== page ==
The mannequin feet on the penguins DON'T work on the penguins but at least their skating movement to the Sleeping Beauty musical piece has fine timing. But I don't see why mannequins. It would've worked better if it included mannequins I guess or ducks with roller skates. A lady in another billboard sign above shakes powder down to create a snow effect.

The next animated dance sequence comes out of nowhere; and it's in animated long pairs of underwear just near the billboard posters that are doing a dance. I know that it takes place in the streets; but since when should a pair of underwear should join in? They're not part of the billboard sequences. That's not all; I recognised that this sequence is reused animation from The Girl at the Ironing Board. The only difference is that it's done in color.

As this is basically the same dance; the sound effects and music are different - if I recall. They use their pants flap to play some fun drum sounds and Arabian music by using a barrel. which if some fine music but the problem is...if it's the same barrel then how come they're different sounds if they're tapping it?  A female clothesline then starts to come up to life which is evidently the same design from "Ironing Board" but this is new animation. There is a wobbly gelatin desert - is that he correct spelling? The animation isn't bad of the female clothesline who appears to be attempting belly dancing.

This is the ending of the belly-dancing sequence with the clotheslines that didn't need to be there. It was probably added to add more time to it; to keep at a minimum budget. There is a bird that steps out of a poster and into the real world. The tiny bird spots a worm inside an apple and attempts to bite the worm out of the apple but the worm spanks the bird's behind.

The bird does a chirpy yell and the worm's chuckle is also by Cliff Nazarro. The bird then starts to walk back to the scene to try and get revenge on the worm. The worm then starts to blow silly faces at the bird. The bird starts to tug at the worm's skin like a game of tug of war. The worm pulls the apple off in which the bird flies off being hit on the head by the apple.

There is a chase sequence which is the same animation that was from early Bosko cartoons where the worm forms into a loop. I'm sure the worm is reused - or the same animation but the bird is different animation. The bird then reaches the junk where the worm is hiding but is clinging onto a pumper.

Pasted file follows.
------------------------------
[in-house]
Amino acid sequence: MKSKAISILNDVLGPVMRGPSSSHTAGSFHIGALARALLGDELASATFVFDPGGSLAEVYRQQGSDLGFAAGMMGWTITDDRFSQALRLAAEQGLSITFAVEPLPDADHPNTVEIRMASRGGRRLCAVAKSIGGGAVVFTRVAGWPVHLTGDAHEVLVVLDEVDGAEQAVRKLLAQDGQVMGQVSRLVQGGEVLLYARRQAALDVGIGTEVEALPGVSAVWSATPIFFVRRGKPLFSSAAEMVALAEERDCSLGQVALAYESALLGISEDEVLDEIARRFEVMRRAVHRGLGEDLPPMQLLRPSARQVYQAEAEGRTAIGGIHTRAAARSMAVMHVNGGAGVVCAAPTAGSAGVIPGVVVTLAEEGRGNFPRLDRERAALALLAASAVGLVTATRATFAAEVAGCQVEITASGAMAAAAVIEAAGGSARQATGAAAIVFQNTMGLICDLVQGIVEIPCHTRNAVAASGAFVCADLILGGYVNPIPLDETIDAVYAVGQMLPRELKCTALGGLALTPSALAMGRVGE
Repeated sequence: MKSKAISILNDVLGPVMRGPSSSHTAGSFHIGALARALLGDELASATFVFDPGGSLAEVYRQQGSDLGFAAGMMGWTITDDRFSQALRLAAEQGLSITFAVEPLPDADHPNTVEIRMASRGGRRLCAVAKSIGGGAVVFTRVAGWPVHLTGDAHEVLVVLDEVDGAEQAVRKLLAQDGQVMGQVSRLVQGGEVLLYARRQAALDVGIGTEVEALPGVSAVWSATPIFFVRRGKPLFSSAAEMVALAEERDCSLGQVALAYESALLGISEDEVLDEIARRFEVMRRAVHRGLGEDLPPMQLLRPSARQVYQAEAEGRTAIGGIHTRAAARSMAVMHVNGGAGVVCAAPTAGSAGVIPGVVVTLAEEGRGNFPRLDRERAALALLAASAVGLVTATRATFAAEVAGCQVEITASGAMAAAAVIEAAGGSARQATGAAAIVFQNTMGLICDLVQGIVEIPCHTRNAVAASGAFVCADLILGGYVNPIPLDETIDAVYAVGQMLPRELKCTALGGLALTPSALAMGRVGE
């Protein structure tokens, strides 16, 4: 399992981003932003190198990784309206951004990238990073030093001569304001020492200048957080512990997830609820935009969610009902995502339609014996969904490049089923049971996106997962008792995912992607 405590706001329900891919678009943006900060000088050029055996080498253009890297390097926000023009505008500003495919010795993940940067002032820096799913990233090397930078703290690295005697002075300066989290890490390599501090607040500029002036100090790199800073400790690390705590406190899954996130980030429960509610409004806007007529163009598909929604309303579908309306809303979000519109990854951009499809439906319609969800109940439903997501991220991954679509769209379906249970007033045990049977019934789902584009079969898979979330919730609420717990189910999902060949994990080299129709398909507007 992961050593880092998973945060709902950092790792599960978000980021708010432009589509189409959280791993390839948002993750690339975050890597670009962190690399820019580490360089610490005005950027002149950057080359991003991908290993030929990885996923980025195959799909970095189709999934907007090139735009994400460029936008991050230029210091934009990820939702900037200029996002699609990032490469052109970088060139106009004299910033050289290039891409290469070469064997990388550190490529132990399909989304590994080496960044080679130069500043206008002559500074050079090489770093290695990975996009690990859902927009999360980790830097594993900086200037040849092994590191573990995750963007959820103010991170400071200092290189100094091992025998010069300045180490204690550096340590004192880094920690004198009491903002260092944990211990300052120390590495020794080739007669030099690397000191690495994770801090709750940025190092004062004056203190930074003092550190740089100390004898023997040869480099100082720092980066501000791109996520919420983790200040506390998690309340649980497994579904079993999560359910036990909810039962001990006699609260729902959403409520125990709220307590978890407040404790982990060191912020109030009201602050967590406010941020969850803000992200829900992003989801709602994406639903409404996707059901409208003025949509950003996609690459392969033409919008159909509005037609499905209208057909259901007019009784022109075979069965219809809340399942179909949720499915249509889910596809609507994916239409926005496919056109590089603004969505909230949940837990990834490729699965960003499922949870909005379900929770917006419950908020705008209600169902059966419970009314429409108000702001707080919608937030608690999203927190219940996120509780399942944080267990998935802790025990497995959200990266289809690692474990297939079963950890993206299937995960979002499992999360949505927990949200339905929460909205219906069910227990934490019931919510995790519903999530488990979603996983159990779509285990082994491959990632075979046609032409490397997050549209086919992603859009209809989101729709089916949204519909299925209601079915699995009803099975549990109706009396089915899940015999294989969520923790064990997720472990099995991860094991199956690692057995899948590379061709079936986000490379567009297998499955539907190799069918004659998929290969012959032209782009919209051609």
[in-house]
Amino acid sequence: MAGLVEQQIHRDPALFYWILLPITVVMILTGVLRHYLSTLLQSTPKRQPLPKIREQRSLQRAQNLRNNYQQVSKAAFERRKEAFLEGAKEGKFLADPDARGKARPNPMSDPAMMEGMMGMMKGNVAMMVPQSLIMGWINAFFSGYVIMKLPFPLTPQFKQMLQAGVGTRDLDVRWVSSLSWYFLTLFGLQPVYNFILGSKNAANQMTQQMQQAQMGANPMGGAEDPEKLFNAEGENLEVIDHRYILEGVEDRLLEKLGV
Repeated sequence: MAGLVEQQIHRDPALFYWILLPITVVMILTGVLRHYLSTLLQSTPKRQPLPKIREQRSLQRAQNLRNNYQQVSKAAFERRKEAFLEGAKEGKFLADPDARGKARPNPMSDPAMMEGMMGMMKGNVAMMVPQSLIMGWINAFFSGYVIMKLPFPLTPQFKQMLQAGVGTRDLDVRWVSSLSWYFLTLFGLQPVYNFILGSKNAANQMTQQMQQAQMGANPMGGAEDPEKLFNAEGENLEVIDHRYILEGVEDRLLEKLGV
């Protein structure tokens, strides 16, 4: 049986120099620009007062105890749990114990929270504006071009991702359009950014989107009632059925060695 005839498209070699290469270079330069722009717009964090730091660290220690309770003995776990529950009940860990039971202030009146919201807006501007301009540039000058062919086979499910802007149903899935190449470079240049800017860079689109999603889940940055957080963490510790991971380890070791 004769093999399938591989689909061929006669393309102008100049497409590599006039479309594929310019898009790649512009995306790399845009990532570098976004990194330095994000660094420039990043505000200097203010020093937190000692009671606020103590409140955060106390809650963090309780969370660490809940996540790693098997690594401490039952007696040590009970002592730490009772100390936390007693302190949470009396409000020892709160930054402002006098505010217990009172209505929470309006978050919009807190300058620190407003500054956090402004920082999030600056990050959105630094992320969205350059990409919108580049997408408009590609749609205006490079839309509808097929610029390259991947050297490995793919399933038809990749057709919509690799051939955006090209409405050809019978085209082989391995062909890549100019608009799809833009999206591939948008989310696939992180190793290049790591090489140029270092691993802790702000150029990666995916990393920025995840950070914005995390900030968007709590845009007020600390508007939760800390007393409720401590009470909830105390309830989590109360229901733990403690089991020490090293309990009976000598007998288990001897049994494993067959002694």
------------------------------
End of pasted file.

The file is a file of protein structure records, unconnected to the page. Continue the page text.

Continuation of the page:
The stick that is attached to a door then moves off with the bird all pumped up with helium and now looks like a balloon. That was some pretty neat timing on that. The gag reminds me of that goat in Hold Anything is the same concept.

Meanwhile there is a cat that approaches the scene in which the cat is on top of a billboard sign meowing. Okay, I noticed how that everything in this cartoon seems to go out of place. First, we saw billboard signs singing; and it moves onto a clothesline sequence - and NOW it's focusing on a cat and canary? It's like as though they've got earlier storyboard productions and placed it in there; and tried to fit it into the segment to "make it work".

The cat approaches the scene and notices the canary bird. The cat walks through the moon in which we see X-ray vision of him which is a gag reused from Sittin' on a Backyard Fence and I SWEAR that it's the same model cat from It's Got me Again! or just a coincidental design. The cat then closely approaches the canary in which the bird is frightened of the close-up but the canary tries to walk away innocently or sneakily. The canary is then frightened of the cat and the chase begins. Mmm, this reminds me of an early Sylvester & Tweety prototype - if you really think about it.

 A bellboy inside the billboard signs inside the Calling for Philmore cigarette billboard shouts "Calling all cars!" numerous times. I imagine that the animation of the bellboy is rotoscoped animation from the standards I'm looking at. The "Police Chief Gasoline" billboard sign then wake up and drive through their scenery inside the billboard and fire bullets out to shoot the cat.

So, now the cartoon is focusing on the billboards again - the story of this cartoon really doesn't make much sense and just adds random parts. An electric hand inside a billboard meets up with it's neighbour billboard which is a dog that resembles the His Master's Voice (HMV) logo. The dog is zapped by the electric hand and is ordered to go and stop the cat from chasing after the canary.

The 'His Master's Voice' dog is therefore chasing after the cat hiding behind a soup box but they then go through a type of pipe. The cat is cunning enough to enter inside the pipe and out. The cat turns the switches of the pipe upwards in which it blocks the billboard puppy from escaping and the dog is yelping inside yelping for help.

Now that is a type of scene that I really don't like looking at. Poor dog. That dog doesn't deserved to be trapped in there forever. This is kind of sadistic gags to me.
The canary then walks through the corner of the pipe but makes a 'take' when he sees the cat chasing after him. As they are being chased; the canary ends up being cornered by the wall. The cat is not doing anything but just blocking the canary out of the way and meowing quite a lot.

Luckily the canary is saved - by a billboard poster that comes to life. A billboard poster of a hand holding a mallet comes to life by whacking the cat on the head. The canary then jumps on top of the knocked out rather satisfied.
and that's all folks!